Anytime a cramdown is proposed, mortgage creditors and their attorneys should carefully review the schedules and statement of financial affairs to determine if the debtor has recently moved. Question 15 of the statement of financial affairs (Official Form 7), for example, requires a debtor to list all addresses in the past three years. The answer to this question can be compared to the certificate of credit counseling to determine whether the move happened after meeting with a bankruptcy attorney. If this initial inquiry indicates that a debtor may have moved in contemplation of bankruptcy, an objection should be filed and relevant information (including rental agreements, rent payment receipts, municipal rental registrations, and utility bills for the property) should be requested from the debtor’s counsel. Further informal discovery can be obtained through attendance at the meeting of creditors, and an objecting creditor can request formal discovery and an evidentiary hearing from the bankruptcy court. Even if a judge has previously adopted one of the bright-line standards, it might be possible to change his or her mind if presented with facts that strongly infer that a debtor has manipulated the circumstances to avoid 11 U.S.C. § 1322(b)(2).
A Bad Faith Cramdown
A cramdown also may be successfully challenged if a debtor’s plan has not been proposed in good faith. Among other requirements, the Bankruptcy Code mandates that a debtor’s plan be proposed in good faith in order to qualify for confirmation. 11 U.S.C. § 1325(a)(3). If a debtor or a debtor’s dependent does not reside at the property, a cramdown may have been proposed in bad faith if the property does not deliver a net benefit to the bankruptcy estate. In re Brinkley, 505 B.R. 207 (Bankr. E.D. Mich. 2013); In re Jordan, 330 B.R. 857 (Bankr. M.D. Ga. 2005). To make this determination, the court will look at the monthly income that the property generates (most likely from rent) and then subtract the monthly payment by the chapter 13 trustee on the secured portion of the debt, any monthly homeowners or condominium association fees, and the monthly pro-rata taxes and insurance. Brinkley, 505 B.R. at 215-216. If the result is not a positive number, and the debtor cannot provide any other good faith justification for retention of the property, then the debtor will not be permitted to retain the property. Id. at 216.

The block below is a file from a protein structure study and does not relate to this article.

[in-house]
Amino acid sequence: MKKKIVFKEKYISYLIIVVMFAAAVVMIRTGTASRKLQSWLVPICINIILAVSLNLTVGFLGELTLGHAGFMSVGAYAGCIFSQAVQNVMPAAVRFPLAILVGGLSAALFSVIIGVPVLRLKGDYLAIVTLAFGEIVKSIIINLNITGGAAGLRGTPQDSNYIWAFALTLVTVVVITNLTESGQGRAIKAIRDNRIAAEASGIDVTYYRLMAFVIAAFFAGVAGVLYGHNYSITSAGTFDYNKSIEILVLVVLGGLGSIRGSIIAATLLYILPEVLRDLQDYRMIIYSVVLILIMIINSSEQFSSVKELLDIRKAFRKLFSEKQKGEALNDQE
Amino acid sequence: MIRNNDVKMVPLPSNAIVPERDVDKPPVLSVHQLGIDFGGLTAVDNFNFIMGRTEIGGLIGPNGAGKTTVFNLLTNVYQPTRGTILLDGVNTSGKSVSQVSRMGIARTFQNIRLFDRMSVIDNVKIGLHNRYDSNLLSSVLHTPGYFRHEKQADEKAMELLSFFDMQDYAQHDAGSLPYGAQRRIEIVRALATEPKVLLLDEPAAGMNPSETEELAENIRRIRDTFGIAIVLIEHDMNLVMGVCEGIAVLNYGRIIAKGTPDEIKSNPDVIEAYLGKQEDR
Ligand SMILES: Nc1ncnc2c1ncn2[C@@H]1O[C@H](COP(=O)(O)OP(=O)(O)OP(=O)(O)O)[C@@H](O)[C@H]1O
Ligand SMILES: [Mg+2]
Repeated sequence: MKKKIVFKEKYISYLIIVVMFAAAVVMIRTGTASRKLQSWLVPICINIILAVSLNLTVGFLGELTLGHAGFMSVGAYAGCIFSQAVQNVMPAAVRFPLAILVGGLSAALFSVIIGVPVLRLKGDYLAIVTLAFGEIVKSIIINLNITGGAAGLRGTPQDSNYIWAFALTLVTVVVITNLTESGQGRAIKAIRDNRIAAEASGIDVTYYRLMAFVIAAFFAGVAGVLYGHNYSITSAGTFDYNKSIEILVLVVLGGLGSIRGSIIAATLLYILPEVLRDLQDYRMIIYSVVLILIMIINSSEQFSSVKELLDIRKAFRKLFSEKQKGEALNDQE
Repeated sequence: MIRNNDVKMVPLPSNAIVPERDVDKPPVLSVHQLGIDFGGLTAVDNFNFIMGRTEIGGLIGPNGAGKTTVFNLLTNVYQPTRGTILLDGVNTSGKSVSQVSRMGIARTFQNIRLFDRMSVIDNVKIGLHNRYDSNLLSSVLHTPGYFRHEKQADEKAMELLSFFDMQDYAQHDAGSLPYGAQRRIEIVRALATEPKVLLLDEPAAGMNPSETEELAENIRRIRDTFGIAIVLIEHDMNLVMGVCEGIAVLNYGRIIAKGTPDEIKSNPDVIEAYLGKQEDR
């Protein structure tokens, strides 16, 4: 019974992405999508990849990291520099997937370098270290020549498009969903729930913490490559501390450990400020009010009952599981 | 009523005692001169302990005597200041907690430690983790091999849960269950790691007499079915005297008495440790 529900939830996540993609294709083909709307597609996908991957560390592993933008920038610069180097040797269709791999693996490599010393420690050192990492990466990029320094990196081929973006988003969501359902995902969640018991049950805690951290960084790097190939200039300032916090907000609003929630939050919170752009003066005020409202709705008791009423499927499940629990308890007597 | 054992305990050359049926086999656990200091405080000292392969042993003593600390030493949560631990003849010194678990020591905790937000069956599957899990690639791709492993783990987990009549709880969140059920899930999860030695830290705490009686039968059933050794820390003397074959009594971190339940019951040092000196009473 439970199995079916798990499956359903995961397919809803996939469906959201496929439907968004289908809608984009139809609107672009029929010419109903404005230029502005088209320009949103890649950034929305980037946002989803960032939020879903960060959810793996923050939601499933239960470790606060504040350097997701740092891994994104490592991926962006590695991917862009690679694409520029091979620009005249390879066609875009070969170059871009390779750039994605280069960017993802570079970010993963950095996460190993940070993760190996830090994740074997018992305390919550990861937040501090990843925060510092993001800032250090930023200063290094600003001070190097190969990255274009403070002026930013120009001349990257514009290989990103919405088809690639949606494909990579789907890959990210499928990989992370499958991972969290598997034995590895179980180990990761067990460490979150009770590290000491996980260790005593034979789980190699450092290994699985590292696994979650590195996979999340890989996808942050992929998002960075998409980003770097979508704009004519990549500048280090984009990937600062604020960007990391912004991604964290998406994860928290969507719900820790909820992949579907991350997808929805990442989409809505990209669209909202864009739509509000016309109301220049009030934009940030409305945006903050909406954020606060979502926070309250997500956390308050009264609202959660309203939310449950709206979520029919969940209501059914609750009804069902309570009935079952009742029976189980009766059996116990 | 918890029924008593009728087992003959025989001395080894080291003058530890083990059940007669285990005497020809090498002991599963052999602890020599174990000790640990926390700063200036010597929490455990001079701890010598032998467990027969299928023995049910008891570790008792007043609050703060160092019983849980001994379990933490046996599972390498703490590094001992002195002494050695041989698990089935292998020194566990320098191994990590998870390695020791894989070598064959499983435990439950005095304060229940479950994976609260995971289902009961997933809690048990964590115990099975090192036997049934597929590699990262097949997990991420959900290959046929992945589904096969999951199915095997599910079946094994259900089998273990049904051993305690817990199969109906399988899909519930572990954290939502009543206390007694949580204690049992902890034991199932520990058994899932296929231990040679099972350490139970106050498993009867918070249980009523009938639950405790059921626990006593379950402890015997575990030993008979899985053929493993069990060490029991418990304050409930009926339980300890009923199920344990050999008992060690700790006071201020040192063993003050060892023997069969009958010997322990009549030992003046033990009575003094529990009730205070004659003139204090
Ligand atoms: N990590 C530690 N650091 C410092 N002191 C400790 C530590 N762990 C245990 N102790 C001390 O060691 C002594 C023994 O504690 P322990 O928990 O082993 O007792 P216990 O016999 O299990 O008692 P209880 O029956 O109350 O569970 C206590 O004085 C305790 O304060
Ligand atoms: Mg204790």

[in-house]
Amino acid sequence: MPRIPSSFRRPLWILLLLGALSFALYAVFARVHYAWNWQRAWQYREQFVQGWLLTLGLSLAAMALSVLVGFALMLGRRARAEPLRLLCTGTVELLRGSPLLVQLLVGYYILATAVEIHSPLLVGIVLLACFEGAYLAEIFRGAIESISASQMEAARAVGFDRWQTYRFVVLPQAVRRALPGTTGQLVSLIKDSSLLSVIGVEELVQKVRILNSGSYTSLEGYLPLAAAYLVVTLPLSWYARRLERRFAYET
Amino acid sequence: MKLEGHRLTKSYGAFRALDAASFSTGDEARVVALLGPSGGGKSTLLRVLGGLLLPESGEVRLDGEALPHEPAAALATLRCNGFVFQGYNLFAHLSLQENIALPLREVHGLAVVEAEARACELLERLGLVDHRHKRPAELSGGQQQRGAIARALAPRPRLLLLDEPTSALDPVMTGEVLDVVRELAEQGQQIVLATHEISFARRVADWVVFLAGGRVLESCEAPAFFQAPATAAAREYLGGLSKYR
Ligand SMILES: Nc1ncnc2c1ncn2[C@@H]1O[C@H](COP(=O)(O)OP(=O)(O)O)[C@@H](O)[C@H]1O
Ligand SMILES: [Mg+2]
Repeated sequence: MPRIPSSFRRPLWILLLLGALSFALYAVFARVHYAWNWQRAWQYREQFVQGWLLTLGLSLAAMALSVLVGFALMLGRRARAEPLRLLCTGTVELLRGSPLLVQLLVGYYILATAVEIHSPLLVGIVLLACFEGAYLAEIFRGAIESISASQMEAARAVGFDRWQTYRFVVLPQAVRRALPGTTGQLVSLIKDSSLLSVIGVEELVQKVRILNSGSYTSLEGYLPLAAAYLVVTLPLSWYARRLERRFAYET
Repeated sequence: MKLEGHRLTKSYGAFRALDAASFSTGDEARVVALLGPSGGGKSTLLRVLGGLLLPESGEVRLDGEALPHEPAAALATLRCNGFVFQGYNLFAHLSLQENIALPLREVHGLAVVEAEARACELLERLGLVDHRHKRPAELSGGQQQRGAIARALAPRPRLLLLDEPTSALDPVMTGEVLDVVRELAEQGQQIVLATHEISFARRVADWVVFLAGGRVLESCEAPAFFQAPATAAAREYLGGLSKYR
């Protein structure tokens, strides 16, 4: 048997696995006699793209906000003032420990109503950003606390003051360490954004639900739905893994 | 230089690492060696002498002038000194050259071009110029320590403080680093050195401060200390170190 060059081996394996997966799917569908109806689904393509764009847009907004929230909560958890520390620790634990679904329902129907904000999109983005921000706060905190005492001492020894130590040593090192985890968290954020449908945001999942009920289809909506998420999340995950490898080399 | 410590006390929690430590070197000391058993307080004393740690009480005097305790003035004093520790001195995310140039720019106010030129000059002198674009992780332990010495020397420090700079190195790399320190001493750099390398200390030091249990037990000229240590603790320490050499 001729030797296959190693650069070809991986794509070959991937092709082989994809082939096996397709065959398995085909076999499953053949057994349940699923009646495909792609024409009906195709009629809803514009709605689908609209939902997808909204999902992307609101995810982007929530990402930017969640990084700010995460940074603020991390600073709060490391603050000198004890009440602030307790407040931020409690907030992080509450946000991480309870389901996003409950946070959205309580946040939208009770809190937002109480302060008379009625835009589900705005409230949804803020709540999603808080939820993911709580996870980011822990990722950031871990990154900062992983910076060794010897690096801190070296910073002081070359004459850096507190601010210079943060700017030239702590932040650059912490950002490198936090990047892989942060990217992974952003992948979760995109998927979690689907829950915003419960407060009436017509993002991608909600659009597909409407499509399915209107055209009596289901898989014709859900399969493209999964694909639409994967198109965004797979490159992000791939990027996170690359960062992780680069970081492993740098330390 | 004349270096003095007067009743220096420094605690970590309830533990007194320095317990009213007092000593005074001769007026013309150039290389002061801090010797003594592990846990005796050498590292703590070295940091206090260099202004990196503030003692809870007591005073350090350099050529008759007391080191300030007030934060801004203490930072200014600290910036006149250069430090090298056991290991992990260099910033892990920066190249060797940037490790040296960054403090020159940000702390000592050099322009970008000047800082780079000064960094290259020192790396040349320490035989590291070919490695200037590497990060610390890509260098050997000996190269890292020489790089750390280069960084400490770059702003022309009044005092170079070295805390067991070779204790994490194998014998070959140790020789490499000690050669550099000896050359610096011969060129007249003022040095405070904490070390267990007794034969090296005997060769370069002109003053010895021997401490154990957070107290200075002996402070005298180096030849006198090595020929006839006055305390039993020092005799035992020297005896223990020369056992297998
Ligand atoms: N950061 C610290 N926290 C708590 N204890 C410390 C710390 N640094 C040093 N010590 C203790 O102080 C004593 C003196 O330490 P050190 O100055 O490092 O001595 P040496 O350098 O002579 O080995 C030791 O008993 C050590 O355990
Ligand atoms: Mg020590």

When reviewing a proposed cramdown, mortgage servicers and their attorneys should have most of the information on hand necessary to make a rough version of the calculation on which the Brinkley court relied. The proposed monthly payment on the secured portion of the claim may be set forth in the plan or be easily calculated. If a debtor’s schedules are complete, the remainder of the information can be obtained in Schedule G (Executory Contracts and Unexpired Leases), Schedule I (Income), and Schedule J (Expenses).
In a very significant number of cases, this calculation results in a negative number. Even if there is a net benefit to the bankruptcy estate based on initial numbers, those can change as a consequence of a higher valuation, interest rate, or pro-rata monthly expense, or a decrease in rent. Consequently, it is recommended to preserve this bad faith objection by filing it timely and then requesting documentary verification of expenses and rent from the debtor’s attorney. While a successful challenge to a cramdown using bad faith will often compel a debtor to surrender the collateral, it could potentially result in the claim being treated as a 11 U.S.C. § 1322(b)(5) claim (maintain post-petition payments and cure pre-petition arrearage), if the total monthly payment is not excessive, or some other arrangement that allows a portion of the debt to extend beyond the length of the chapter 13 plan.
When reviewing a plan that proposes a cramdown, objecting to a “bait and switch” scheme and “bad faith” are options that creditors and their attorneys should always consider if the facts point toward either scenario. Keeping these two potential objections in mind when faced with a proposed cramdown could lead to much more favorable results at confirmation.